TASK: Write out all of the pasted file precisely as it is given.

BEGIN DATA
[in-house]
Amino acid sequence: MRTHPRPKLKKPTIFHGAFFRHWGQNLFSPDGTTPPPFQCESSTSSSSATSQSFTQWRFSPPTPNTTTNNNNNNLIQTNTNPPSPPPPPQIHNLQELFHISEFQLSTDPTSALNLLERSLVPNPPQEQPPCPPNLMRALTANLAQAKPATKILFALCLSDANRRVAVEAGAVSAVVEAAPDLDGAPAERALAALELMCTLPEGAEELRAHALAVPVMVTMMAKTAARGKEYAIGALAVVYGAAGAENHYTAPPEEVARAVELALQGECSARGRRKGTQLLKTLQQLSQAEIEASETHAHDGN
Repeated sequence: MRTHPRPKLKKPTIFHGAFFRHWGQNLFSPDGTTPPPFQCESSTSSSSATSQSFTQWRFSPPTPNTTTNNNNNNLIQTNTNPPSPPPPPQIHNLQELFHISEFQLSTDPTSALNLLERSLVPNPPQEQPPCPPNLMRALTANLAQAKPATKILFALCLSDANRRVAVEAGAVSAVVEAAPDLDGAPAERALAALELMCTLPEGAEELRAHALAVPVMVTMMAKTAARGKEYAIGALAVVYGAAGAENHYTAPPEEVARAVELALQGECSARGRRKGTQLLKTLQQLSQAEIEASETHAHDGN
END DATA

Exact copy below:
[in-house]
Amino acid sequence: MRTHPRPKLKKPTIFHGAFFRHWGQNLFSPDGTTPPPFQCESSTSSSSATSQSFTQWRFSPPTPNTTTNNNNNNLIQTNTNPPSPPPPPQIHNLQELFHISEFQLSTDPTSALNLLERSLVPNPPQEQPPCPPNLMRALTANLAQAKPATKILFALCLSDANRRVAVEAGAVSAVVEAAPDLDGAPAERALAALELMCTLPEGAEELRAHALAVPVMVTMMAKTAARGKEYAIGALAVVYGAAGAENHYTAPPEEVARAVELALQGECSARGRRKGTQLLKTLQQLSQAEIEASETHAHDGN
Repeated sequence: MRTHPRPKLKKPTIFHGAFFRHWGQNLFSPDGTTPPPFQCESSTSSSSATSQSFTQWRFSPPTPNTTTNNNNNNLIQTNTNPPSPPPPPQIHNLQELFHISEFQLSTDPTSALNLLERSLVPNPPQEQPPCPPNLMRALTANLAQAKPATKILFALCLSDANRRVAVEAGAVSAVVEAAPDLDGAPAERALAALELMCTLPEGAEELRAHALAVPVMVTMMAKTAARGKEYAIGALAVVYGAAGAENHYTAPPEEVARAVELALQGECSARGRRKGTQLLKTLQQLSQAEIEASETHAHDGN